What Should Have Won the 1940 Best Picture Oscar?

Welcome to Year Thirteen of the Best Picture discussion, concerning movies released in 1940!

David O. Selznick and Alfred Hitchcock’s Rebecca won. As Bob Hope joked when he saw the table of Oscars, “What’s the matter, did Selznick bring them back?” (Selznick having won big with Gone with the Wind the previous year).

Here is some of what I had to say about Rebecca: “David O. Selznick was on a roll, winning the Best Picture Oscar two years in a row as an independent producer. In Rebecca, he scored another triumph, bringing Alfred Hitchcock to America for his first American picture, and despite interfering endlessly with Hitch, ending up with this film to his credit as a producer. Selznick was going to have Hitchcock film a story of the Titanic, and even purchased an entire ship to double for it! Instead, Selznick assigned Hitchcock to a property the director wanted anyways: Daphne du Maurier’s Gothic novel, Rebecca. Rebecca is the “Cinderella story, gone terribly wrong,” as well as a version of Jane Eyre, with Maxim de Winter (Laurence Olivier) as the Prince/Mr. Rochester, and the unnamed narrator (Joan Fontaine) as Cinderella/Jane [see the DVD Special Features for more on this idea].  Set in the mysterious mansion of Manderley, a home haunted by the memory of the first Mrs. de Winter (Rebecca) and the creepiest housekeeper in film history, Rebecca turned out to be wildly successful commercially and critically. Watching it today, I am struck by the depth and brilliance of the film, even as I am, after multiple viewings over the years, still unhappy with the butchered ending (as I have been with next year’s Suspicion). Still, Rebecca is a wonderful movie, and well worth a nomination – in this category as in many others below. But the Oscar should have gone elsewhere.”

Do you agree? Disagree? Before you vote, here are the other options for the year:

The original nominees included Charles Boyer and Bette Davis in the melodrama All This, and Heaven Too; Alfred Hitchcock and Joel McCrea’s  Foreign Correspondent; John Ford and Henry Fonda’s masterful adaptation of John Steinbeck’s The Grapes of Wrath; Chaplin’s slap at Hitler, The Great Dictator; Ginger Rogers and Kitty Foyle; Bette Davis and William Wyler’s The Letter; John Ford going arty and John Wayne badly miscast in The Long Voyage Home; the adaptation of Thornton Wilder’s play Our Town, and Cary Grant, Katharine Hepburn and Jimmy Stewart telling The Philadelphia Story.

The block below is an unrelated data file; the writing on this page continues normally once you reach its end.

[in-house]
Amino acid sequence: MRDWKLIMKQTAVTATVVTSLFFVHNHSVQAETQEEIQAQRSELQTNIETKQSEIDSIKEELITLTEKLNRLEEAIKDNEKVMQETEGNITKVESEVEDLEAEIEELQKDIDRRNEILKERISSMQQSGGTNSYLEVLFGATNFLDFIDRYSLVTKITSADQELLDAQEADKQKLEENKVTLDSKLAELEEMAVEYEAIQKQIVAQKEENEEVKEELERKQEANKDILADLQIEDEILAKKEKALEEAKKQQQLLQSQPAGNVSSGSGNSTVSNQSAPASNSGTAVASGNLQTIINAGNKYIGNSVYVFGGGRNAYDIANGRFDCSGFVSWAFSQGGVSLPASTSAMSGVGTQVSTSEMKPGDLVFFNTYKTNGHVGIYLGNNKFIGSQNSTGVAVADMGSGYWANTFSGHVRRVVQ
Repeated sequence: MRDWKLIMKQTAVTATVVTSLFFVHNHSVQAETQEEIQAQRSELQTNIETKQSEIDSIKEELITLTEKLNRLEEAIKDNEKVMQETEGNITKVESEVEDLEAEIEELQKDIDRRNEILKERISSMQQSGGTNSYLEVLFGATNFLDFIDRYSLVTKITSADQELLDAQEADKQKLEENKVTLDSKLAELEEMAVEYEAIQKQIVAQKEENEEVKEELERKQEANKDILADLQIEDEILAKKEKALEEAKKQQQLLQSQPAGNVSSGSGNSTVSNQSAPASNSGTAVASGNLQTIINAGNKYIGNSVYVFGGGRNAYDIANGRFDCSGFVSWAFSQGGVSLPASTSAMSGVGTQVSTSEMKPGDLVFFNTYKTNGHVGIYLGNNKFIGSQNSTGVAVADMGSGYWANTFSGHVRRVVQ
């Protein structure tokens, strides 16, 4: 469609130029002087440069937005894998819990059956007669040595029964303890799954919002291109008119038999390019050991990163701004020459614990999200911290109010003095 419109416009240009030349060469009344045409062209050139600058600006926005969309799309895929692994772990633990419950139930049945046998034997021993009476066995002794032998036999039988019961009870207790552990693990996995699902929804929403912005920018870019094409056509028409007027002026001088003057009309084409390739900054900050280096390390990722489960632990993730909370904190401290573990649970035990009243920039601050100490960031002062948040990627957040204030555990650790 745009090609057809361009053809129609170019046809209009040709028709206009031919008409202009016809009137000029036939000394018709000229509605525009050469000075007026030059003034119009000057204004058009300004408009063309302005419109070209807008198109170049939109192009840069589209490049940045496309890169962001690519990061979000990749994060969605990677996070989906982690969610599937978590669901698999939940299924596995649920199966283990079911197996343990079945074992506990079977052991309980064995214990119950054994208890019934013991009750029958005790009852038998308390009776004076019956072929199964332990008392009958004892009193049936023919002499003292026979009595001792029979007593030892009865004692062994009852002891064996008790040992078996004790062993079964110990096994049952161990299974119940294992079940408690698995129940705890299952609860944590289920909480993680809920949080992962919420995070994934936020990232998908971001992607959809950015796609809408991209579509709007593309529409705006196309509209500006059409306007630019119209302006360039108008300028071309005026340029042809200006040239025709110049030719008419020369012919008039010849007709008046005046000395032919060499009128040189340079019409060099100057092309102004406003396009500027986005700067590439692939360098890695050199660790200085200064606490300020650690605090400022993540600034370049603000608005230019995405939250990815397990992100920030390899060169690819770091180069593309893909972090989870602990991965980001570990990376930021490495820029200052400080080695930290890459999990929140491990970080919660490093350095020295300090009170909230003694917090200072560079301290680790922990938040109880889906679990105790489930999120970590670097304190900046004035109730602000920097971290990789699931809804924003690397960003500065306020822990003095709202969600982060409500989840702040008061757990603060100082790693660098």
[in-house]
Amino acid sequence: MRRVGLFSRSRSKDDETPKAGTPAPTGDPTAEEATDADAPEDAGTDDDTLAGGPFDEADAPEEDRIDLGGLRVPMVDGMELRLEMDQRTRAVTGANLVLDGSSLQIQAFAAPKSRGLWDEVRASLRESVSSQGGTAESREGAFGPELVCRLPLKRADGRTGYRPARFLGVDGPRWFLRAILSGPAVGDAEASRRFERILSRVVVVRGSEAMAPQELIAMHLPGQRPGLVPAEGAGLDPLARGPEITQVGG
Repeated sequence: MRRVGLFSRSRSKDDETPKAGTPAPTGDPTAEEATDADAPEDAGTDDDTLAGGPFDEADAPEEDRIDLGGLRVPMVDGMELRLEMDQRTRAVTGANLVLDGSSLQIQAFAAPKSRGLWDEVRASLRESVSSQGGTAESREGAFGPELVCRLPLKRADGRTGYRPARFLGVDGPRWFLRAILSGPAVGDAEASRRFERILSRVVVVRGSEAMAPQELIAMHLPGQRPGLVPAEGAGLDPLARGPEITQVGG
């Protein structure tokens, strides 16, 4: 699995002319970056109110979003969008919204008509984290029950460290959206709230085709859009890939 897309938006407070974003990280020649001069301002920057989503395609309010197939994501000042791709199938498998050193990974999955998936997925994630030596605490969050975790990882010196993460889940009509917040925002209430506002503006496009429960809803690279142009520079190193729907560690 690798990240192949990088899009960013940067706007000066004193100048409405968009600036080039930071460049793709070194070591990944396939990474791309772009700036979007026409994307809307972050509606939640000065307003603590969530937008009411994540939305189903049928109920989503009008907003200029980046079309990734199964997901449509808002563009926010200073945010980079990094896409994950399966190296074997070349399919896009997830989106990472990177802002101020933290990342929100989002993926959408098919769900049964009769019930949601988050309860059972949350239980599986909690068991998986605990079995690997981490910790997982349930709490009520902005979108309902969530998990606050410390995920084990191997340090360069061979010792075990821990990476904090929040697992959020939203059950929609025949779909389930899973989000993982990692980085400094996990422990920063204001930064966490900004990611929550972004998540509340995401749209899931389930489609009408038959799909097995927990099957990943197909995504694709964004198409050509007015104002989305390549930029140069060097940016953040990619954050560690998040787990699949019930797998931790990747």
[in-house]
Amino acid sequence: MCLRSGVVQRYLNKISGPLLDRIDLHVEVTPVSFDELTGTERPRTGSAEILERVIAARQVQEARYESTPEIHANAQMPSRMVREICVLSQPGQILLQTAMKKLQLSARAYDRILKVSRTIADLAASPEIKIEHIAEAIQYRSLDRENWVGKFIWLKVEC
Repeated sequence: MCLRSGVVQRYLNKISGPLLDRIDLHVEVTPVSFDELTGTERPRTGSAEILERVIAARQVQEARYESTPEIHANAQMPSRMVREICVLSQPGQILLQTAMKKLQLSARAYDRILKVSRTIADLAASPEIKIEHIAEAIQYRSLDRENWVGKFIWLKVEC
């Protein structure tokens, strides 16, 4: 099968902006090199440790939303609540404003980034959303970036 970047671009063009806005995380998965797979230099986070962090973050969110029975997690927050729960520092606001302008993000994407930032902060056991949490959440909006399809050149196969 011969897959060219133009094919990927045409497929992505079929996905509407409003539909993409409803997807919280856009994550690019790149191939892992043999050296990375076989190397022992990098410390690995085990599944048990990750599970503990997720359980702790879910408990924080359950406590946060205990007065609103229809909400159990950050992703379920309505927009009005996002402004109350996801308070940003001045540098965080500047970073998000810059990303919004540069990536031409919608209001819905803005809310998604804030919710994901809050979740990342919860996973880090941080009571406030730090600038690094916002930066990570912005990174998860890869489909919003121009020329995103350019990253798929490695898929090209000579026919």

You might prefer what didn’t make that cut:

First and foremost, Howard Hawks, Cary Grant, and Rosalind Russell working the screwball comedy to another peak in His Girl Friday; Gary Cooper and Walter Brennan in the oddball The Westerner; Ernst Lubitsch, Jimmy Stewart, and Margaret Sullavan in The Little Shop Around the Corner; Conrad Veidt and Sabu in The Thief of Bagdad; Ida Lupino, Humphrey Bogart, and George Raft in the trucking They Drive By Night; Disney’s greatest animated masterpiece, Pinocchio; Cary Grant and Irene Dunne, My Favorite Wife; Robert Taylor actually can act — with Vivien Leigh — in Waterloo Bridge; Mickey Rooney and Judy Garland in Strike up the Band!; Errol Flynn in the classic swashbuckler, The Sea Hawk; Clark Gable, Spencer Tracy, and Claudette Colbert in the oily Boom Town; the special-effects laden Dr. Cyclops; Victor Mature running from lizards with fins in One Million Years, B.C.; W.C. Fields at his best in The Bank Dick; Tyrone Power buckling an old swash with Basil Rathbone in The Mark of Zorro; Raymond Massey being noble in Abe Lincoln in Illinois; Bing Crosby, Bob Hope, and Dorothy Lamour in their first pairing in The Road to Singapore; Preston Sturges’ directorial debut, The Great McGinty; Greer Garson and Laurence Olivier in Jane Austen’s Pride and Prejudice; Spencer Tracy going frontier in Northwest Passage; and Walt Disney going classical in Fantasia.

As always, I have much more to say in my book: http://www.amazon.com/dp/B00OPEELH0

Please vote!

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